My period arrived on Sunday so I called the clinic nurses. I had to take a home pregnancy test on Monday morning since I was leaving for a work trip that morning and didn’t have time to go to the lab. It was, of course, the most negative pregnancy test ever. I couldn’t decide which would have been worse – having to go and sit at the lab for a pregnancy test when I know I’m not pregnant, or having to take a home test when you know you’re not pregnant, because even though you have your period and know that after 28 failed cycles the odds of the 29th time working when you haven’t done anything new, watching the test slowly develop you still have that teeny tiny bit of hope that you’re going to be the specialist snowflake of them all that gets a positive test even though you’re bleeding and about to start IVF.
Friday, 21 April 2017
Saturday, 15 April 2017
After 4 appointments in 2 days we are finally ready to start IVF with my next cycle. We had to meet with a counsellor to talk about IVF and infertility and our communication and coping with having infertility, failed IUIs, and how we will work through the IVF cycle. That was followed by an hour long introductory video to IVF. The video was pretty much useless and I could have done a better job on it. I can’t decide which part of the video annoyed me more – the fact that the narrator kept mis-pronouncing progesterone, the fact that they were trying to be all dramatic with cryopreservation and just showed them taking the lid off a liquid nitrogen tank, or the fact that they made the vagina look super weird in their cartoons. They also used scare tactics to dissuade you from transferring 2 embryos without providing any statistics to show if these increased risks were actually statistically significant. The only thing I did learn was that pre-implantation genetic screening is offered at our clinic, but only for couple with multiple miscarriages, multiple failed implantations, or known carriers of genetic diseases. On the second day of appointments we met with one of the doctors to sign the consent forms, which involved such fun discussions as what should be done with the embryos if either one of us (or both) die, or if we divorce. I had a mock transfer done, which was pretty similar to an IUI, although I had a lot of cramping and nausea in the afternoon after that. Finally, we met with a nurse to get my IVF protocol and do the injection training. I think my husband was kind of overwhelmed by having to measure the medications, mix medications, and the whole injection process, but it was all very similar to injecting mice so it was no big deal to me.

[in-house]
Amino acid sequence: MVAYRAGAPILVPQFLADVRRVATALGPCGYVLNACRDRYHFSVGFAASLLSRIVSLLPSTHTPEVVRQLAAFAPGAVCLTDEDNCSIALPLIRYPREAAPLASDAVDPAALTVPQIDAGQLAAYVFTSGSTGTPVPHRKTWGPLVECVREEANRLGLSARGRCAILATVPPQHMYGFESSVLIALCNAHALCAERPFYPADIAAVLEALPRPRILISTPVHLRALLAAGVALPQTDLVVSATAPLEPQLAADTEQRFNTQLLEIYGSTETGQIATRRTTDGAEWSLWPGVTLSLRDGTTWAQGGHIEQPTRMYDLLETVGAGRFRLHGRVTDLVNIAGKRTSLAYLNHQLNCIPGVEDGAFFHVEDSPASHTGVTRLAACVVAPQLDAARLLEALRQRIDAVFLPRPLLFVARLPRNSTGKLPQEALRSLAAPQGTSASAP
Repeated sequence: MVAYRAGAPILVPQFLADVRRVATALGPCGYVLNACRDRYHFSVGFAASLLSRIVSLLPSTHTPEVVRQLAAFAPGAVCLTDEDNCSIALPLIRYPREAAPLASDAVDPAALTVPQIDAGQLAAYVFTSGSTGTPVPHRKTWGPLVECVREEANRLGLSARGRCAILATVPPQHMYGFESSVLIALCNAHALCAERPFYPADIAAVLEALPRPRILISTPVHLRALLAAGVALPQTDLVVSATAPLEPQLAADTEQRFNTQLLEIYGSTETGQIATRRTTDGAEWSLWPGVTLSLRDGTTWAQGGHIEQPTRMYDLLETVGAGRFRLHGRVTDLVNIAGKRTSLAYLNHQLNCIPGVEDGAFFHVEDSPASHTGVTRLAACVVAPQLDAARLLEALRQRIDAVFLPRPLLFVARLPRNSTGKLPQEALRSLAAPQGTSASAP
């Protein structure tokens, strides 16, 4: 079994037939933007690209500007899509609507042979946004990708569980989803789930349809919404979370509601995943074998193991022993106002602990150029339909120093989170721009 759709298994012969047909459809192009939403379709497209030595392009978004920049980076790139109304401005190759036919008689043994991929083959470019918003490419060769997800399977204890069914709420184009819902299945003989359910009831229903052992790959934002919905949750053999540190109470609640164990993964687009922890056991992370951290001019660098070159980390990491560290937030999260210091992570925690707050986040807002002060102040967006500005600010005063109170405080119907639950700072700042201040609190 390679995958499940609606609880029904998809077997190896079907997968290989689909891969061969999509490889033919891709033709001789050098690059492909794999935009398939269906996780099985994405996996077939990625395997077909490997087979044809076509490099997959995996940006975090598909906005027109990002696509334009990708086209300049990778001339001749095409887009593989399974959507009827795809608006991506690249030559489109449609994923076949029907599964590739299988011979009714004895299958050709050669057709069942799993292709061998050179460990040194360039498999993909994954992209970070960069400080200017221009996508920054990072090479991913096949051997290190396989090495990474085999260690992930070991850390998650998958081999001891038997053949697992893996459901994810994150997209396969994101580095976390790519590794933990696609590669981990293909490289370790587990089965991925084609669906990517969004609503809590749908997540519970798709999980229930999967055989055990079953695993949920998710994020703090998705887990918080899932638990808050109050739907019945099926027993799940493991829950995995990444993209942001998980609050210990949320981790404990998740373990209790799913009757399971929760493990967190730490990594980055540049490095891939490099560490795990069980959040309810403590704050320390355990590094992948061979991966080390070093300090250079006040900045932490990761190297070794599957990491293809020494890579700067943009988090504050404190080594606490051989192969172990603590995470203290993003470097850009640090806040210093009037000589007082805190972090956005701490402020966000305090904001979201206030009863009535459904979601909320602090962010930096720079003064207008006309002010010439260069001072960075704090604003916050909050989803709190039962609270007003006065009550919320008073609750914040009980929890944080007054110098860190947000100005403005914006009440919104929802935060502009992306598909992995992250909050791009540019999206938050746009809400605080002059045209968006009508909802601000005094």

There was a little bit of panic about if I’d actually be able to start with my next cycle because they want me to come in on CD2 for a blood pregnancy test, but I’ll likely be out of town for work on that cycle day so they are letting me do a home pregnancy test and call in with the results.
IVF Cycle Plan
CD1 – call to report CD1
CD2 – take a home pregnancy test and call with results. Wait for call from nurses about when to start birth control pills.
Take birth control until May 5 then have a withdrawal bleed.
CD1 withdrawal bleed – call to report and schedule monitoring
CD3 – Ultrasound and blood work. If everything looks good will start stimulation drugs (225IU Gonal-F, 75IU Luveris)
8-13 days of stims with monitoring ultrasounds and bloodwork every few days
As follies get close to being ready, start taking Cetrotide to prevent ovulation.
HCG trigger shot 36 hours before egg retrieval
Egg retrieval predicted for the week of May 21 (Happy Birthday to me :S). Eggs fertilized using ICIS
Transfer on day 3-5 depending on how embryos are growing. Start progesterone suppositories after egg retrieval. I will push for 400mg prometrium like I took during my IUI cycles because I know that that amount should stop the bleeding.
Pregnancy test 13-15 days after transfer. They don’t recommend testing before the blood test but I think I will test that morning so I can be prepared when they call with the results.